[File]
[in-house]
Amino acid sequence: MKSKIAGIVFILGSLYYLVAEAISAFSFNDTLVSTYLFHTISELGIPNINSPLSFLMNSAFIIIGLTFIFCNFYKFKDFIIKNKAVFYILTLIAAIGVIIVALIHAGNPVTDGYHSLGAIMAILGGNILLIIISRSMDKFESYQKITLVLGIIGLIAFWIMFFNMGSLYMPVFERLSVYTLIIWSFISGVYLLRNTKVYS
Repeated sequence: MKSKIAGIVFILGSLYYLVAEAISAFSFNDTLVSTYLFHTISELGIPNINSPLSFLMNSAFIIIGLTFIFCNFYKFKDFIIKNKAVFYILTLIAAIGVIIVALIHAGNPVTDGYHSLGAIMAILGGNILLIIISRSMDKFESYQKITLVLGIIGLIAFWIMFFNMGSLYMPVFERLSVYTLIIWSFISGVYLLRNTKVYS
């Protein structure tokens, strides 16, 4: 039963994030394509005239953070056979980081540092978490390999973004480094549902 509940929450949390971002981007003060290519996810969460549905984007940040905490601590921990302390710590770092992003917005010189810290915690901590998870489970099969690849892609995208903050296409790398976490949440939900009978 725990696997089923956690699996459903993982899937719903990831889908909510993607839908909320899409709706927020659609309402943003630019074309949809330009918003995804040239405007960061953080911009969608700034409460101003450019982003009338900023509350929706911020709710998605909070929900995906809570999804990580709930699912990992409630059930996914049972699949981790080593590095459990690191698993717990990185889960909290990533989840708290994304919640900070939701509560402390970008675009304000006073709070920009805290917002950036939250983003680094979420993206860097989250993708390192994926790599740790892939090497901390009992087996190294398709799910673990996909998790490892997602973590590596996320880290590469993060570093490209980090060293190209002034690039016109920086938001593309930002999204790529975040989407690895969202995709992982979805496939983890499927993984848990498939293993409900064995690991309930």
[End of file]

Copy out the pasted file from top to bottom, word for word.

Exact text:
[in-house]
Amino acid sequence: MKSKIAGIVFILGSLYYLVAEAISAFSFNDTLVSTYLFHTISELGIPNINSPLSFLMNSAFIIIGLTFIFCNFYKFKDFIIKNKAVFYILTLIAAIGVIIVALIHAGNPVTDGYHSLGAIMAILGGNILLIIISRSMDKFESYQKITLVLGIIGLIAFWIMFFNMGSLYMPVFERLSVYTLIIWSFISGVYLLRNTKVYS
Repeated sequence: MKSKIAGIVFILGSLYYLVAEAISAFSFNDTLVSTYLFHTISELGIPNINSPLSFLMNSAFIIIGLTFIFCNFYKFKDFIIKNKAVFYILTLIAAIGVIIVALIHAGNPVTDGYHSLGAIMAILGGNILLIIISRSMDKFESYQKITLVLGIIGLIAFWIMFFNMGSLYMPVFERLSVYTLIIWSFISGVYLLRNTKVYS
């Protein structure tokens, strides 16, 4: 039963994030394509005239953070056979980081540092978490390999973004480094549902 509940929450949390971002981007003060290519996810969460549905984007940040905490601590921990302390710590770092992003917005010189810290915690901590998870489970099969690849892609995208903050296409790398976490949440939900009978 725990696997089923956690699996459903993982899937719903990831889908909510993607839908909320899409709706927020659609309402943003630019074309949809330009918003995804040239405007960061953080911009969608700034409460101003450019982003009338900023509350929706911020709710998605909070929900995906809570999804990580709930699912990992409630059930996914049972699949981790080593590095459990690191698993717990990185889960909290990533989840708290994304919640900070939701509560402390970008675009304000006073709070920009805290917002950036939250983003680094979420993206860097989250993708390192994926790599740790892939090497901390009992087996190294398709799910673990996909998790490892997602973590590596996320880290590469993060570093490209980090060293190209002034690039016109920086938001593309930002999204790529975040989407690895969202995709992982979805496939983890499927993984848990498939293993409900064995690991309930």